When I was a kid, I always thought of books as a means of escape. Not like a storm cellar you'd run into as the tornado approached—because even though books might be small, they aren't cramped. Picking up a book was more like bounding out the front door into the world, or jumping on a horse or a freight train, or stowing away on a ship. Your life got bigger inside books. Books took you places, to the hideouts of country girls a hundred years ago, to contemporary Burma or the Bronx, where folks were not so different from you and me. They took you deeper than even conversations or friendships could, inside minds and hearts, so that for a little while you could become someone else.

Like most girls and women, I'm pretty good at being a boy or a man when the book requires. I can go aboard the Pequod with Ishmael and Queequeg in Moby-Dick or down the Mississippi River with Huck and Jim. Yet too many books seem to suggest not only that it's boys and men who have adventures, but that they're the only ones who can. I'd been told from the time I was 16 that Jack Kerouac's On the Road was a declaration of liberation, but when I read it, the book didn't feel like an invitation to live a spacious, wide-open life. On the contrary, it sent the message that I was one of those disposable refreshments like the "dumb little Mexican wench" the protagonist enjoys and abandons. What that exemplar of the American adventure canon communicated to me was that I was the bit player, not the hero.

Although women's adventure literature hasn't been celebrated nearly as much, there's a feast of it out there if you know where to look, with awe-inspiring visionaries at the center: I'm thinking of the unstoppable Martha Quest in Doris Lessing's novels; Louise Erdrich's stunning, gender-shifting protagonist—nun, wife, priest, healer, lover—in The Last Report on the Miracles at Little No Horse; and Margaret Drabble's brainy women who seek love but also a deeper purpose—a road of their own—in novels like Jerusalem the Golden. Then there are the actual adventurers, like Martha Gellhorn roving Europe during World War II and Patti Smith forging her art in the bohemian corners of New York City and Wilma Mankiller rising to be chief of the Cherokee Nation; not to mention those other women making whole worlds from scratch—see Ursula K. Le Guin and Margaret Atwood.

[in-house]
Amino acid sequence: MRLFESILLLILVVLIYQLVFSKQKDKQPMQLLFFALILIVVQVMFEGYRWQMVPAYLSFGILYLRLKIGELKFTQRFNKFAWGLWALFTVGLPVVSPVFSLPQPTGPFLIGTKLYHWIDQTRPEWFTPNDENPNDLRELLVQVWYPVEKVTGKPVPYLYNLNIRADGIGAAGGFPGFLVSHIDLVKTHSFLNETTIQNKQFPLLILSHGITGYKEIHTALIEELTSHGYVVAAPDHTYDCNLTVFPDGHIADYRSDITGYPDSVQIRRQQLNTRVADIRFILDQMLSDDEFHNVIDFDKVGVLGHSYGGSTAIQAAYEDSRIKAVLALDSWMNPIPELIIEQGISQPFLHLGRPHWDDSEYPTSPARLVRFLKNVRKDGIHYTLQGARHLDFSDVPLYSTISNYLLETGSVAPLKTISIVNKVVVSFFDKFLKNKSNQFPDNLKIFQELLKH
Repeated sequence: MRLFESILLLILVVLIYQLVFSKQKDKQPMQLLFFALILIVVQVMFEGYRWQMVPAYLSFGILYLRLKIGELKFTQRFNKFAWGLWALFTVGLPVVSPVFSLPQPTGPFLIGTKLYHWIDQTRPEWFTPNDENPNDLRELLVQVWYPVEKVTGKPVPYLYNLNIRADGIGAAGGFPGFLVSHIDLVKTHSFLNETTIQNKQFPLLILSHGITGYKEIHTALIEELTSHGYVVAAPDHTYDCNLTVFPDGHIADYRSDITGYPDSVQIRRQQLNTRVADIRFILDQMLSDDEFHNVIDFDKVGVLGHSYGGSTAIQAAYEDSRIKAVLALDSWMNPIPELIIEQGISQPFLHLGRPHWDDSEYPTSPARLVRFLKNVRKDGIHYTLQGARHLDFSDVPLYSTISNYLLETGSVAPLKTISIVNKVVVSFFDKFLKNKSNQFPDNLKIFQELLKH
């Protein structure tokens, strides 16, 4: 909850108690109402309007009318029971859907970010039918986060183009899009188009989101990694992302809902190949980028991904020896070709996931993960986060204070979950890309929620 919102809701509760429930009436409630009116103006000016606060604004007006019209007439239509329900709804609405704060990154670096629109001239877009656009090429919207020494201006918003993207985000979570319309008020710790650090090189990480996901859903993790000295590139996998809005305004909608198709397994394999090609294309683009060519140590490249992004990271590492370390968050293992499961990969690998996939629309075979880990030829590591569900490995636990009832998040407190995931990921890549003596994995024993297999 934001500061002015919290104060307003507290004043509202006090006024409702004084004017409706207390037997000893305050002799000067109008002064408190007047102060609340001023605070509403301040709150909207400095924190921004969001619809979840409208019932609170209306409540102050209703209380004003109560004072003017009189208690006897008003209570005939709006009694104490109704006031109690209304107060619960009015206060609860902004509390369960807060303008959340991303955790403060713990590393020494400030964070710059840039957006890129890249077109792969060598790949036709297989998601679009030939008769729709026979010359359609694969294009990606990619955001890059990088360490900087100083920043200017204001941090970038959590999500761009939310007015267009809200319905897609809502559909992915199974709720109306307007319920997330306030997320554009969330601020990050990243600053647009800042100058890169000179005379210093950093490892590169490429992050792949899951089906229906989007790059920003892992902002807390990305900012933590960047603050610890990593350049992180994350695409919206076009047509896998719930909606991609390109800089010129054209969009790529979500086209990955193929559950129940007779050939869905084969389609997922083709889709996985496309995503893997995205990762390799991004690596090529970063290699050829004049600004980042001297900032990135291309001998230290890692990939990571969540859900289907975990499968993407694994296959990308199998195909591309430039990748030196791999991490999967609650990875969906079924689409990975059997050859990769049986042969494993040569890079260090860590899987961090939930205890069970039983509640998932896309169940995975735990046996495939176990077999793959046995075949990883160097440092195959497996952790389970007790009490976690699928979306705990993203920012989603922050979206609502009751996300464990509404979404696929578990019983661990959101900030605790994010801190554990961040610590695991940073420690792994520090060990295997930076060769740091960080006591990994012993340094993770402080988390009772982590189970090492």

And then there is Willa Cather, whose 1915 novel, The Song of the Lark, serves up a heroine for the ages: The self-making daughter of a minister, Thea Kronborg is a strong-willed, musically gifted girl raised in a provincial Western town in the 19th century; she somehow gets herself to Chicago at 17 to study piano, thus embarking on the grandest of adventures. She's destined, pulled along by her gifts and her will, not fitting in with her peers but finding mentors, plotting a way forward no one could have imagined for her. A century after its publication, the book is still exhilarating for giving us a girl whose primary purpose in life is creative and who triumphs because of it.

When I walk into a bookstore or a library, I always feel as though I'm in a train station or an airport, with innumerable vessels ready to carry me away. I want to choose one or six of them, I want to go places, I want to travel by book—to an enchanted version of old Denmark with Isak Dinesen or the thorny reaches of contemporary feminism with Roxane Gay. I want to walk the path of a Nicaraguan revolutionary courtesy of Gioconda Belli, or that of a nun or a dancer. The art of being yourself, your most generous, empathic, imaginative self, is fed by experiencing the lives of others. The trains are always leaving the station. You just need to get on board.


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